In Jonathan Lethem’s latest offering, readers are once again thrust into a genre-bending, category-defying and humorously disjointed New York City. In Motherless Brooklyn and Fortress of Solitude, Lethem explored his favorite outer borough through the lens of noir and fantasy—and now he turns his attentions to Manhattan proper with a surrealistic eye that owes as much to Saul Bellow and James Baldwin as it does to Pynchon, Baudrillard and DeLillo.
The narrator of Chronic City, Chase Insteadman, is a former child actor and popular Manhattan socialite who has recently attained notoriety for his personal life—his astronaut fiancée is trapped in the ether, stuck in a layer of low-orbit mines on the International Space Station. In the midst of this tragedy, Chase meets and befriends Perkus Tooth, an intellectual music critic whose quest for drugs, art and truth rivals the urban experience that Chase has always known. Perkus forces our hero to ask what is real, and what is the product of the myth that is Manhattan?
Chase’s Manhattan is almost—but not quite—our own. Rather, it is a secluded island in which the downtown lies hidden behind a mysterious fog (as close as we get to any 9/11 discussion), an escaped tiger roams the Upper East Side and the rich outbid each other in eBay auctions for mystical artifacts. In short, it’s a setting ripe for paranoia, absurd comedy and a very real exploration of the problems of truth and trauma. The Twin Towers have not fallen, but still the city is in crisis.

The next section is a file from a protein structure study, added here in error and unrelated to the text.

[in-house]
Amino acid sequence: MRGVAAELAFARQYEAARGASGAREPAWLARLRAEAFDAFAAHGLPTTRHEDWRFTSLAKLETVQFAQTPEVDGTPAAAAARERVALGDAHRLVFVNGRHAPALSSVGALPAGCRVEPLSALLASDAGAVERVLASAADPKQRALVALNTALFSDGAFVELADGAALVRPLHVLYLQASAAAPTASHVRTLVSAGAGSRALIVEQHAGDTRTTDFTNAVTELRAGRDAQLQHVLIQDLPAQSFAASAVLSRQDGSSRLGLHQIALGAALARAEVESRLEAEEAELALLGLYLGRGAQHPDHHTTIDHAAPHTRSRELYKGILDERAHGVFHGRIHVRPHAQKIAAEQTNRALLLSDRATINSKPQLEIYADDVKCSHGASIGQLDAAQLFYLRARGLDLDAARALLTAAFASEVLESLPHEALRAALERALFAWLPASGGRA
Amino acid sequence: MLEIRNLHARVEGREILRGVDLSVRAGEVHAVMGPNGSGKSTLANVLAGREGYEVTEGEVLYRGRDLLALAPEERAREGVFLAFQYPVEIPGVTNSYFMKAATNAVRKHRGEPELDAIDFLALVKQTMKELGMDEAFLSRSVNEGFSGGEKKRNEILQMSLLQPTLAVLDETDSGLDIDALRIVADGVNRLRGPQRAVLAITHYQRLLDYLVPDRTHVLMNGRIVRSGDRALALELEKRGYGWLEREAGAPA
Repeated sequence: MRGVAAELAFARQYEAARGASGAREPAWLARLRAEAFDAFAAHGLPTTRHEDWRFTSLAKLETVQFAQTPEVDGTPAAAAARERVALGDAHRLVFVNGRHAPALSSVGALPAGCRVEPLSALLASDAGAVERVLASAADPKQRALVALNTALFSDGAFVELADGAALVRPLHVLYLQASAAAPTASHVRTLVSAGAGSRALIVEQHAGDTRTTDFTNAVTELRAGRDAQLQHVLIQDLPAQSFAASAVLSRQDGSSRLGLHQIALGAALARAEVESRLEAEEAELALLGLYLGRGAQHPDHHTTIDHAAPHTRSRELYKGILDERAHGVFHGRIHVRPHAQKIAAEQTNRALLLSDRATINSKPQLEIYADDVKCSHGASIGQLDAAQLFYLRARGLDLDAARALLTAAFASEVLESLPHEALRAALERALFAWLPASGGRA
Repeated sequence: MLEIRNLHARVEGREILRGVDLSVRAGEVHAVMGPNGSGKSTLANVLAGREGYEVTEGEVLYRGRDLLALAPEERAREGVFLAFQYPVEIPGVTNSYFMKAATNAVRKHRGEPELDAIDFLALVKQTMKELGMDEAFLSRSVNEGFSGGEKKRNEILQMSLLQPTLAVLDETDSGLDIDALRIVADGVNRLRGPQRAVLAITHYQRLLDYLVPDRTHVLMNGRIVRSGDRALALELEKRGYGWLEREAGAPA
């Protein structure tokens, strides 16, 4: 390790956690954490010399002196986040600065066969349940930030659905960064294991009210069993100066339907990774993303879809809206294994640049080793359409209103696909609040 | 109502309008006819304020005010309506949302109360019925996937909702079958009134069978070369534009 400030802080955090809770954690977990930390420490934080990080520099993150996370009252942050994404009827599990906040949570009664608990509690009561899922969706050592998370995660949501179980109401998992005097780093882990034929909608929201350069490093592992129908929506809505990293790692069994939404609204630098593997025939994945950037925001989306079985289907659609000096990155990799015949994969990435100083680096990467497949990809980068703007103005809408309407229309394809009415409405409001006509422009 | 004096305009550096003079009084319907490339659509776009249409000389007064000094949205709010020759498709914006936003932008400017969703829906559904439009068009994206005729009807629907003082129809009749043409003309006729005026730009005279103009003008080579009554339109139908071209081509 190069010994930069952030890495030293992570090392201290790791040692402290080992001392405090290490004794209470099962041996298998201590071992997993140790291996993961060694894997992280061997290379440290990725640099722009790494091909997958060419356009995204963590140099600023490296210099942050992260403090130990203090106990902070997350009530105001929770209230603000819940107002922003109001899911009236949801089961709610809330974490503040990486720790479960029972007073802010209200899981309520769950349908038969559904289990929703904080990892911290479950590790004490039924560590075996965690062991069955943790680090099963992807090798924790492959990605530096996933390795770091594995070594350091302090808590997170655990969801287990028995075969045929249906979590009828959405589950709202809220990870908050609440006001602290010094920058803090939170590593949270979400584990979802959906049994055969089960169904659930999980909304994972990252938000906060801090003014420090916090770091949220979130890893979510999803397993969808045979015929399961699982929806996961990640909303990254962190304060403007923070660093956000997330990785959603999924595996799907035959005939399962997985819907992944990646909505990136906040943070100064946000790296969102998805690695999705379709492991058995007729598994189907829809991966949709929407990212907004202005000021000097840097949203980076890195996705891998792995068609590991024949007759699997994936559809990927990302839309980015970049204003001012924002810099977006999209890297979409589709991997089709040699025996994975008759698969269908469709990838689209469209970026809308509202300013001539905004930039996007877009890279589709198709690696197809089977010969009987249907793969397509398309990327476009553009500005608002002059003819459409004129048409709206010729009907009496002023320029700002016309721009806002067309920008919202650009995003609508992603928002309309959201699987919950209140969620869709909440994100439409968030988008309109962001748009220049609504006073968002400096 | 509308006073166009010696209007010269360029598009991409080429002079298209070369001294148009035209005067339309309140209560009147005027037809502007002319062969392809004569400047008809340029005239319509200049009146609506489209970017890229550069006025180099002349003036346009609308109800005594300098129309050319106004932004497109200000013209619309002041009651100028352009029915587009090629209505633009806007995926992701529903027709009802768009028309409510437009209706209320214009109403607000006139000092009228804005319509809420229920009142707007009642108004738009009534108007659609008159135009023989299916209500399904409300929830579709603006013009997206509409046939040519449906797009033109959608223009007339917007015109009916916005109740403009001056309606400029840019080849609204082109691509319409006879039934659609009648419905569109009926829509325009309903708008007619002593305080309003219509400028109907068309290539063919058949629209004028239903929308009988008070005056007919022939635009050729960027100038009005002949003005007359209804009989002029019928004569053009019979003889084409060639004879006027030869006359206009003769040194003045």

In many ways, this psychological and sociological investigation makes Chronic City Lethem’s most stimulating book yet. That said, it is long and meandering—occasionally more fun to think about than to actually slough through. Fortunately, Lethem is a stellar writer, and his prose electrifies. Moreover, the sheer ambition and scope of this new novel is exciting and innovative. Who knows what Lethem will try next, but we’re certain it will be anything but the same-old same-old.
Jillian Quint is an Assistant Editor at the Random House Publishing Group, a division of Random House, Inc.